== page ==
Well, I said I’d be back if there was any breaking news. And I have to be honest, this is kind of the news I was expecting to break sometime this week. Though on a Saturday was not expected.
The arbitrator in the Alex Rodriguez suspension appeal case has finally come back with a ruling. To recap the history: Rodriguez was named in the Biogenesis case last January as one of the players linked in some way to the South Florida “anti-aging” clinic, allegedly distributing PEDs to professional athletes, a violation of their CBA (basic agreement) with MLB and the MLBPA (players’ association). Initially, Rodriguez was sentenced to a 211 game suspension, which he appealed and allowed him to continue playing the 2013 season. So Rodriguez and his lawyers and MLB’s lawyers convened on the MLB headquarters in New York, rather contentiously at times, and everyone has been waiting on the arbitrator’s decision since Thanksgiving.
Today, the arbitrator made his decision. The lucky number is 162.
That’s right, Rodriguez is suspended for the entire 2014 season, nothing more, nothing less. That is a 50 game reduction in sentencing, but 97 (and 112) games over the other players suspended in the same case. Rodriguez’s team has made it clear that anything short of exoneration would be followed up by a federal appeal. The Union (MLBPA), while in disagreement with the decision of the arbitrator, is ultimately respecting it as final.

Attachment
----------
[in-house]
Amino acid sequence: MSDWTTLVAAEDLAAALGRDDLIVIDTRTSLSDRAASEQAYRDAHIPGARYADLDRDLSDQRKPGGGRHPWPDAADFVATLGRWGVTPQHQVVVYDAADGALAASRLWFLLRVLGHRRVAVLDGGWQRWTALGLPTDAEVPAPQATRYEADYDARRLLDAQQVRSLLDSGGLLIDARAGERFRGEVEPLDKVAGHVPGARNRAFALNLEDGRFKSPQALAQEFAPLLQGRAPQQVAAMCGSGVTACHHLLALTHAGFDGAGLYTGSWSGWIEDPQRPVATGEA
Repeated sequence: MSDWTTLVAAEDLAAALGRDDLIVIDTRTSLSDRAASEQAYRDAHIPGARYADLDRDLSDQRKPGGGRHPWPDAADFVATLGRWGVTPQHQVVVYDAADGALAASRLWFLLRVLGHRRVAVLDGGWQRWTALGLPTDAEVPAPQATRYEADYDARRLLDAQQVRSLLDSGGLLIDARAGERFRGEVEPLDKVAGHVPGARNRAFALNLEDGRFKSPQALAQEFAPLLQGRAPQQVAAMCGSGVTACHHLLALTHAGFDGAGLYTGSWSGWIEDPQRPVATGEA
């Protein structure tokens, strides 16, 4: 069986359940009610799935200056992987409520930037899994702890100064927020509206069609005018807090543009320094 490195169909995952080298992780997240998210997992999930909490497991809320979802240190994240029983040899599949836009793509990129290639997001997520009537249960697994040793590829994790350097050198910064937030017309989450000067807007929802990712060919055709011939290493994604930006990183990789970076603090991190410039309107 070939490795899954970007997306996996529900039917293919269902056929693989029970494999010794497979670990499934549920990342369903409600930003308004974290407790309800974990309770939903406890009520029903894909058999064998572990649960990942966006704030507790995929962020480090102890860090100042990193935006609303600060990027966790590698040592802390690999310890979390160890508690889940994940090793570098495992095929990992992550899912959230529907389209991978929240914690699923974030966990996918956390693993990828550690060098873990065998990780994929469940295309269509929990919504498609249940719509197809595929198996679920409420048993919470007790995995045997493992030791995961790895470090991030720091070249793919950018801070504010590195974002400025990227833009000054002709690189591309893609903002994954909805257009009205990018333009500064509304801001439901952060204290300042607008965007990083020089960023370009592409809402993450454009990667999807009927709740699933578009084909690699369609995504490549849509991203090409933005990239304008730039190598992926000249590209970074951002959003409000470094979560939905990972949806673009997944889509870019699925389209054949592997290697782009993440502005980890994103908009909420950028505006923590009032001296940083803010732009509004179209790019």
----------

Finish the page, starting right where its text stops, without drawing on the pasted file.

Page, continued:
The conversation now has turned to how Spring Training will turn out. Technically, the suspension is specific to regular season games, and according to his Facebook, Rodriguez has every plan to show up and even playing should the call arise this Spring. But don’t count out some tight rule and legal scrutiny from MLB and other entities to see if that’s even legal.
Though, outside of all the legal factors, I do understand Rodriguez’s push to continue playing. He will be 39 in July, and he’s well-aware his playing days as an elite athlete are numbered. And any time off from a regular schedule of playing at that level can be detrimental in the long run. Athletes always know they will have a short career because the body can’t function at a high level forever. So the possibility of dealing with an entire year off must be devastating at this point in his career.
We all know this case is far from over, but for now, we have the ruling and a number — 162. It will be an interesting case-study years from now to see how this all lands and works itself out, as these things usually do with time.
In the mean time, while I’m guessing Cashman & Co. are now scurrying around trying to figure out 3rd base options for 2014, other roster changes have been finalized. Yesterday, the Yankees designated outfielder Vernon Wells for assignment, signing relief pitcher Matt Thorton to a 2-year deal. Thorton has spent most of his 10 year career with the White Sox, though ended up in Boston for part of this last season on a trade. Wells became the 6th man in the over-crowded outfield with recent pinstripe signings; he is also the youngest of the three extra guys (Ichiro, Soriano, and Wells), so he should be able to get picked up somewhere pretty quickly. Wells was quickly becoming one of the favorites of the fans and the players in Yankee Stadium, so he will be missed.
So much for a light weekend… and there’s still so much time between now and Spring Training. But isn’t that the exciting part of baseball — never knowing what’s going to happen and when? Well, maybe that’s the exciting part about life in general, if I really think about it. In one moment, one play, one look, everything changes and suddenly that outcome you weren’t expecting is staring at you right in the face. So what are you going to do about it?